Required Reading: The Next Step in Opt-in Marketing
Don't be bullied by CAN-SPAM and Do-Not-Call legislation, says Opt-In Marketing: Increase Sales Exponentially with Consensual Marketing
(McGraw-Hill). According to authors Ernan Roman and Scott Hornstein, it's time for marketers to stop being pushed around and start taking action. Introducing the Consensual Marketing Opt-in Process (CMO) methodology, this book details the seven steps that can save marketers from missing opportunities to make that essential customer connection. CRM
magazine spoke with coauthor Hornstein to find out more.
magazine: How will legislation like CAN-SPAM and Do Not Call affect marketers over the next few years?
I really think that things in marketing are in a sorry state of affairs when consumers feel they need federal legislation to protect them from predatory marketers. According to Yankelovich research, 61 percent of consumers feel that the amount of advertising is out of control, and 65 percent feel bombarded by marketing messages. I think that this is a very clear message: We have to admit that our current marketing practices are not working. Marketers can go down the same road and learn to cope with these ever-tightening barriers, or we can change to an opt-in model. With the current process...the burden is on the consumer to say, "Stop. I've had enough." With the [opt-in] process, the burden is on the marketer to engage customers in meaningful, interactive dialogue that provides value over time and nourishes the relationship.
How can marketers benefit from recent legislation?
We need to embrace these restrictions and figure out how we can do more with less. Customers are telling us they find marketing to be intrusive and irritating, so the best advice is to take the marketing paradigm and move to a higher road. Instead of flogging customers until they buy or opt out, let's reexamine how we value the customer, and embrace and invest in the relationship with our best customers. [Opt-in] stimulates customers to participate in a dialogue where they define their unique needs, requirements, and preferences. The results are remarkable--Hewlett Packard, for example, has seen marketing waste cut by 50 percent or more, and their program results have improved by three times or more.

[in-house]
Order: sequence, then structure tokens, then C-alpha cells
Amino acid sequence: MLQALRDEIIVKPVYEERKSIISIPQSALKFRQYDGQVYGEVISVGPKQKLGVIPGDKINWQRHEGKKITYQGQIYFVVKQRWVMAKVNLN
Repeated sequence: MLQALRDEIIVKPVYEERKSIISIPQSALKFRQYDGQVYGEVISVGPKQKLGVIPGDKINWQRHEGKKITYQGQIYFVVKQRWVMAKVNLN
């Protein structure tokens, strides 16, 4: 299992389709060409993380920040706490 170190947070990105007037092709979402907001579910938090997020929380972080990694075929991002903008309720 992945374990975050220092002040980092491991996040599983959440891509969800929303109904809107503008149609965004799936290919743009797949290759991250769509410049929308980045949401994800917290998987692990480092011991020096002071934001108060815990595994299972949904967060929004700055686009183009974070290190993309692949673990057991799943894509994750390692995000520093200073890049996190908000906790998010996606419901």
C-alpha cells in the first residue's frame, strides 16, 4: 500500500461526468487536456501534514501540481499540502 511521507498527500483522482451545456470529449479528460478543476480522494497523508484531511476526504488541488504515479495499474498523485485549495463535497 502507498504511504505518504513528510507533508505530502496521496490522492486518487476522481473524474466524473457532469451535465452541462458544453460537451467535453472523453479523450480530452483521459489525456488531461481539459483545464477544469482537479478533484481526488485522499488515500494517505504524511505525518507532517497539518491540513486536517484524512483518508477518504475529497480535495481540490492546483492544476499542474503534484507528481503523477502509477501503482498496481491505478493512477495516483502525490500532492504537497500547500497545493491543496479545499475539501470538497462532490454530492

How should companies balance investments in their different types of customers?
I think that we're upside down. Marketing funds are scarce, and we're on a short-term treadmill. Therefore, our investment is primarily in prospecting, which is yielding a low ROI. We've got to turn out more numbers until we make quota. I'm going to suggest we devote the bulk of market investment to our best customers and start to leverage customer satisfaction, retention, and lifetime value. An article in a recent issue of the Harvard Business Review said that a 5 percent increase in customer loyalty can boost profits by 25 to 85 percent--that's a remarkable number. If we create an opt-in consensual relationship, we are investing in a value-added ongoing stream of communications. IBM, for example, tested the opt-in concept and achieved, in its pilot, an 80 percent increase in sales and a 75 percent reduction in marketing waste.